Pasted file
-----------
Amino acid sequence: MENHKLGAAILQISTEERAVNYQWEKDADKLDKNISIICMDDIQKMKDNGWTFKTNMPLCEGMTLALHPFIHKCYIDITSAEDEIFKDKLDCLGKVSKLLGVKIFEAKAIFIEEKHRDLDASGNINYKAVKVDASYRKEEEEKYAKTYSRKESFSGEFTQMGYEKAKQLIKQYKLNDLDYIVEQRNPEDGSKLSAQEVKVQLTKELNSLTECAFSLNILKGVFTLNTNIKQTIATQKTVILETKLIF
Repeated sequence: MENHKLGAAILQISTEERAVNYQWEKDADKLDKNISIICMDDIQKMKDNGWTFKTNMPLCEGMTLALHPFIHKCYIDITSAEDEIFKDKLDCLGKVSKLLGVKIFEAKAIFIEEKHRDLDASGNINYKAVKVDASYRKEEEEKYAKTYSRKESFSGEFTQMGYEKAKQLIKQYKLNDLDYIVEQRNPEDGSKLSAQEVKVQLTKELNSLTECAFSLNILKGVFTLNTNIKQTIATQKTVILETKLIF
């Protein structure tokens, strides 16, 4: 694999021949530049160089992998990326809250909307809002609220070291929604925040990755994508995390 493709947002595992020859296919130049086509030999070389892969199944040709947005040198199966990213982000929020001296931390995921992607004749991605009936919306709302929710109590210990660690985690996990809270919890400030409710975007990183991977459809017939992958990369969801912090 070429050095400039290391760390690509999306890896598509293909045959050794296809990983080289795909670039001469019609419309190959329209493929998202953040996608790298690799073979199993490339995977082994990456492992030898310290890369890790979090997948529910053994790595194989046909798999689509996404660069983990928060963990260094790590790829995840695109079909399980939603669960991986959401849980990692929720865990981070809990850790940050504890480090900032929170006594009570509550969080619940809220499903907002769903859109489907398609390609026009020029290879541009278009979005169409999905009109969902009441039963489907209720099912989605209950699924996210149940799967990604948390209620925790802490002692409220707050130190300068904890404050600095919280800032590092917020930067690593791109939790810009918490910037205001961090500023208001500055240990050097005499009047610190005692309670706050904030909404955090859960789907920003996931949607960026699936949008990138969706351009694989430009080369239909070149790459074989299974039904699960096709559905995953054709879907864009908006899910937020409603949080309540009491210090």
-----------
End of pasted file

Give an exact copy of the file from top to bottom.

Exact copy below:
Amino acid sequence: MENHKLGAAILQISTEERAVNYQWEKDADKLDKNISIICMDDIQKMKDNGWTFKTNMPLCEGMTLALHPFIHKCYIDITSAEDEIFKDKLDCLGKVSKLLGVKIFEAKAIFIEEKHRDLDASGNINYKAVKVDASYRKEEEEKYAKTYSRKESFSGEFTQMGYEKAKQLIKQYKLNDLDYIVEQRNPEDGSKLSAQEVKVQLTKELNSLTECAFSLNILKGVFTLNTNIKQTIATQKTVILETKLIF
Repeated sequence: MENHKLGAAILQISTEERAVNYQWEKDADKLDKNISIICMDDIQKMKDNGWTFKTNMPLCEGMTLALHPFIHKCYIDITSAEDEIFKDKLDCLGKVSKLLGVKIFEAKAIFIEEKHRDLDASGNINYKAVKVDASYRKEEEEKYAKTYSRKESFSGEFTQMGYEKAKQLIKQYKLNDLDYIVEQRNPEDGSKLSAQEVKVQLTKELNSLTECAFSLNILKGVFTLNTNIKQTIATQKTVILETKLIF
């Protein structure tokens, strides 16, 4: 694999021949530049160089992998990326809250909307809002609220070291929604925040990755994508995390 493709947002595992020859296919130049086509030999070389892969199944040709947005040198199966990213982000929020001296931390995921992607004749991605009936919306709302929710109590210990660690985690996990809270919890400030409710975007990183991977459809017939992958990369969801912090 070429050095400039290391760390690509999306890896598509293909045959050794296809990983080289795909670039001469019609419309190959329209493929998202953040996608790298690799073979199993490339995977082994990456492992030898310290890369890790979090997948529910053994790595194989046909798999689509996404660069983990928060963990260094790590790829995840695109079909399980939603669960991986959401849980990692929720865990981070809990850790940050504890480090900032929170006594009570509550969080619940809220499903907002769903859109489907398609390609026009020029290879541009278009979005169409999905009109969902009441039963489907209720099912989605209950699924996210149940799967990604948390209620925790802490002692409220707050130190300068904890404050600095919280800032590092917020930067690593791109939790810009918490910037205001961090500023208001500055240990050097005499009047610190005692309670706050904030909404955090859960789907920003996931949607960026699936949008990138969706351009694989430009080369239909070149790459074989299974039904699960096709559905995953054709879907864009908006899910937020409603949080309540009491210090």